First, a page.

Tuesday, September 6, 2011

Stepping Back in Time

We took a walk today to a quarry Jason discovered on a run. It's just around the corner from Arms of Love, come along with us. .
First we passed this
then this

then this boy, to which Josiah matter of factly pronounced "look it's a naked noodle"

Then we come to THIS.

All the lush, tropical vegetation had been cleared and I felt like I'd been taken back in time 3,000 years. People were dotted around the hot, arid expanse under the shade of makeshift lean- tos crushing rocks BY HAND! It felt like the Israelites in Egypt and I wanted to shout, "let my people go!" Instead, we walked around from lean- to to lean- to passing out little candies (which seemed really lame) and talking to the people. They seemed pretty surprised at our presence, and were timid but smiling.

We learned that it takes a team of two, usually a husband and wife, two days to fill a bag full of crushed rock. Their wage is $5US, so per day per person about $1.25US.The people work and live at the quarry along with their families. Kids kept popping up everywhere. This beautiful mother gathered her baby out of the shade of her lean- to to present her to me. She is only 3 weeks old. I learned that the baby was born here at the quarry, and the mom went back to busting rocks when she was one week old. She shyly shrugged and said, "we need money". I noticed her hands as we talked were covered in the rock dust as she cradled her precious bundle.

The walk home seemed longer than the walk there. I felt a weight upon my shoulders, heavier even than the 22 pound baby I'd been carrying for hours. How can I be paid so much for a job that I enjoy? What would it would be like to crush rocks all day long? What would it be like to give birth and raise a family here?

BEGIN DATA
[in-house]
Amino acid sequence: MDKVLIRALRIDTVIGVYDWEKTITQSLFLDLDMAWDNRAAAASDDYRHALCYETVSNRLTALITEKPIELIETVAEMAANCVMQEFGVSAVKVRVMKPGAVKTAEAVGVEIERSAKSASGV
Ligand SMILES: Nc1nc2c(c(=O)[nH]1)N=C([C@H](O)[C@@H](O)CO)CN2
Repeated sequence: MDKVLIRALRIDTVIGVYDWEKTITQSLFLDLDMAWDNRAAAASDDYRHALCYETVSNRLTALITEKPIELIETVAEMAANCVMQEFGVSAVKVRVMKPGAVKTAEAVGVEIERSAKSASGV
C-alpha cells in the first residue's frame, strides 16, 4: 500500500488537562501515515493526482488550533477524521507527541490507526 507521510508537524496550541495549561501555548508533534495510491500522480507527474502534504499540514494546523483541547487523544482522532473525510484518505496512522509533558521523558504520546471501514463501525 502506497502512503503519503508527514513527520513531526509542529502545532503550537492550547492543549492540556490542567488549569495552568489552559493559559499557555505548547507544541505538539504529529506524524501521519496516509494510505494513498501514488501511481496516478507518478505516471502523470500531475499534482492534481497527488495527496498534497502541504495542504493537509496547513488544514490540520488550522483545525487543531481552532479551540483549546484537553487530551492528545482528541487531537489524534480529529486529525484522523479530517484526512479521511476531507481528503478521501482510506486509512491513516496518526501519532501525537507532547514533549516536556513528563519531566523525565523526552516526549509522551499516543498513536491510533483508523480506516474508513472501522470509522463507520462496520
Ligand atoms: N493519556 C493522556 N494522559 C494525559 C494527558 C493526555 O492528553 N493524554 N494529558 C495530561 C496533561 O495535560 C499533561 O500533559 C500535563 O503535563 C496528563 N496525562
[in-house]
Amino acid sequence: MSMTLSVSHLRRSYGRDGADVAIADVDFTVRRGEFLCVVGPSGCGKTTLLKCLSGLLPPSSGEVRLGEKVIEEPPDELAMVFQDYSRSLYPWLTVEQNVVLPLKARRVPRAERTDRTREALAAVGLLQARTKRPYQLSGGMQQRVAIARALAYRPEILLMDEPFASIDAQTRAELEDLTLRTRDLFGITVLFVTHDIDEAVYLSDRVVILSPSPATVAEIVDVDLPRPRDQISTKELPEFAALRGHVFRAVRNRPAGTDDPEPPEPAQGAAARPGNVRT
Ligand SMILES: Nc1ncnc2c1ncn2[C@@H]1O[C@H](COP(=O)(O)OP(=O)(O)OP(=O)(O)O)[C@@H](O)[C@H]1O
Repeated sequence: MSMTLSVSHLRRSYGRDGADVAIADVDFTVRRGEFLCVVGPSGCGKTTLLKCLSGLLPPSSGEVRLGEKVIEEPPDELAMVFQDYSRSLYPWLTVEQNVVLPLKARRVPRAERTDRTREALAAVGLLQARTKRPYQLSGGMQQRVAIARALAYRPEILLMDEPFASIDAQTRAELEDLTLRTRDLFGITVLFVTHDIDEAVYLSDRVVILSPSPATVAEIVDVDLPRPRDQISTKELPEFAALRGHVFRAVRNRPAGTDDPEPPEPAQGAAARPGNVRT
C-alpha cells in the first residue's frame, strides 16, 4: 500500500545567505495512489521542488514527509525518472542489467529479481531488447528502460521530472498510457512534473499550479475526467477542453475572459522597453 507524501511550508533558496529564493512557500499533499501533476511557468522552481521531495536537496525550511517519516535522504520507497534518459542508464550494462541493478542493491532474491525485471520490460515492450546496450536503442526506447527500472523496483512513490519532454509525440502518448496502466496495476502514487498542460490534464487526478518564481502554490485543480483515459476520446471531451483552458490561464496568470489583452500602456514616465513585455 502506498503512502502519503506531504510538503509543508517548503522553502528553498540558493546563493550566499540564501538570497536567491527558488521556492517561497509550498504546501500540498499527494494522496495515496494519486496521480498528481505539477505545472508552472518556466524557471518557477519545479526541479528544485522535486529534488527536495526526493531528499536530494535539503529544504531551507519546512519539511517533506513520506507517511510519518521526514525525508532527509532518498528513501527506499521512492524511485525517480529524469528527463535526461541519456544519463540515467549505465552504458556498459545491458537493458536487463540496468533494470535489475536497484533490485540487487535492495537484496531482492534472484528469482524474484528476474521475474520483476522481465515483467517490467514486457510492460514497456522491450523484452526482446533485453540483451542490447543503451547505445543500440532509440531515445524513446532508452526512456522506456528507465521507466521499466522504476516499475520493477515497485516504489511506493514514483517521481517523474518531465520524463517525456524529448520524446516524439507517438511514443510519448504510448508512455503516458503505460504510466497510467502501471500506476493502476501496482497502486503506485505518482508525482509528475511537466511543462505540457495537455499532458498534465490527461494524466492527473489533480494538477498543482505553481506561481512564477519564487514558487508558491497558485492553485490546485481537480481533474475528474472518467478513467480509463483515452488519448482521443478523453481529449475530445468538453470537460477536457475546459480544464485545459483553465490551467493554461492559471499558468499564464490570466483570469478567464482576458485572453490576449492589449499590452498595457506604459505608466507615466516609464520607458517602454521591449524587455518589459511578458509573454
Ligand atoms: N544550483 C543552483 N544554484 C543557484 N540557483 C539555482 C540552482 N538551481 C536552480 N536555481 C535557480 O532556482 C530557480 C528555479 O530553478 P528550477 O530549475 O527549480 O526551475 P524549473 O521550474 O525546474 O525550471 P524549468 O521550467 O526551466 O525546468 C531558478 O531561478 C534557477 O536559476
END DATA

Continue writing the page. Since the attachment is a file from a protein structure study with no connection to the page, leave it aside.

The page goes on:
*In other news, tonight was our final night in the Philippines and we ended on a high note with a bonfire and fiesta to say farewell. We arrive in Hong Kong tomorrow at 1 am and we are looking forward to catching up with some of you soon!*


  1. Christine your blog has been a window into a world we never see or hear about. Thank you for being so open on this part of your journey. I can't even imagine how Africa will impact you (and us who read this) Love you all

  2. wow, hand crushed rock, that is really crazy and amazing all at once. What an incredible view into their lives at the quarry.

  3. Honestly, at first I hold my breath when I start to read these...but you have a gift of not making it look like we should feel so sorry for them, but to value what THEY DO and what WE ALL HAVE. ALL of us. Thank you for sharing this. I always go and kiss my kids extra after reading and look forward to everything you do, feel and share with us.